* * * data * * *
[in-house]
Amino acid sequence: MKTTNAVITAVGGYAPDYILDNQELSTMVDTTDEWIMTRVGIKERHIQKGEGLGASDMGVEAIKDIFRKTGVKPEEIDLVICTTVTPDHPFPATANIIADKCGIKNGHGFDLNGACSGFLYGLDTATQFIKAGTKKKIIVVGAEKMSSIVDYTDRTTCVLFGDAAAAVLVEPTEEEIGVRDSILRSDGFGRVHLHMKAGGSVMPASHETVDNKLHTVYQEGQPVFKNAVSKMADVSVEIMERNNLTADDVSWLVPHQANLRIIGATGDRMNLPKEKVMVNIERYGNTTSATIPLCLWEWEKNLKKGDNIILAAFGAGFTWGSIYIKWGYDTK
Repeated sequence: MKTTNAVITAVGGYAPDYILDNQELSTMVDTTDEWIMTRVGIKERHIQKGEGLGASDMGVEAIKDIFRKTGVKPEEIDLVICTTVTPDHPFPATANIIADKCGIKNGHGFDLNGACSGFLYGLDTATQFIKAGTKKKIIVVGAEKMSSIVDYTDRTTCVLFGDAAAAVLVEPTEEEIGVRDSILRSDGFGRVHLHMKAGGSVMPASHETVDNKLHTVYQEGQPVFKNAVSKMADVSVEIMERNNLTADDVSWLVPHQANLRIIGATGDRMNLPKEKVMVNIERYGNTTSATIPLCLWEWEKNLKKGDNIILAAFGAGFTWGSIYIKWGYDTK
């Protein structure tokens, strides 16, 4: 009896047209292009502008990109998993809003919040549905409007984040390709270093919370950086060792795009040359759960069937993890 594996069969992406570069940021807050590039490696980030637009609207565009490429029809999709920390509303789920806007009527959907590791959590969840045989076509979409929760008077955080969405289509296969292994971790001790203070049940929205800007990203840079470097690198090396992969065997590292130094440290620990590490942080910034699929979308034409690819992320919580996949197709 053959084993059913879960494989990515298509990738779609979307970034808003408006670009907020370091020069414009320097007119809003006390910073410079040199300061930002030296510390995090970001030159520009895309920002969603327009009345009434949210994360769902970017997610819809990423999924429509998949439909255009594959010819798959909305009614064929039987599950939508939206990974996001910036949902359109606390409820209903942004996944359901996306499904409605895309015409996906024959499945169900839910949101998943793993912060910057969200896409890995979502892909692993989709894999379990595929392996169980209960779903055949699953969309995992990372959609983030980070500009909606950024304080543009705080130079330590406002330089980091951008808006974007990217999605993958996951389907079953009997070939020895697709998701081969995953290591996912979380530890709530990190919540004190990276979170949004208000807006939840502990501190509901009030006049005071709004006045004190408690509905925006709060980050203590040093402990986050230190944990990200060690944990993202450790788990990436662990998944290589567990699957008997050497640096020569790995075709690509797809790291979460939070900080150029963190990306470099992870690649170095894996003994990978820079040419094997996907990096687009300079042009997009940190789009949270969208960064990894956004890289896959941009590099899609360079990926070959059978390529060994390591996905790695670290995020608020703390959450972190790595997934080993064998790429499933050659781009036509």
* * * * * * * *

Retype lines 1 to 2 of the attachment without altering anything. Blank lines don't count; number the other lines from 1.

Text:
[in-house]
Amino acid sequence: MKTTNAVITAVGGYAPDYILDNQELSTMVDTTDEWIMTRVGIKERHIQKGEGLGASDMGVEAIKDIFRKTGVKPEEIDLVICTTVTPDHPFPATANIIADKCGIKNGHGFDLNGACSGFLYGLDTATQFIKAGTKKKIIVVGAEKMSSIVDYTDRTTCVLFGDAAAAVLVEPTEEEIGVRDSILRSDGFGRVHLHMKAGGSVMPASHETVDNKLHTVYQEGQPVFKNAVSKMADVSVEIMERNNLTADDVSWLVPHQANLRIIGATGDRMNLPKEKVMVNIERYGNTTSATIPLCLWEWEKNLKKGDNIILAAFGAGFTWGSIYIKWGYDTK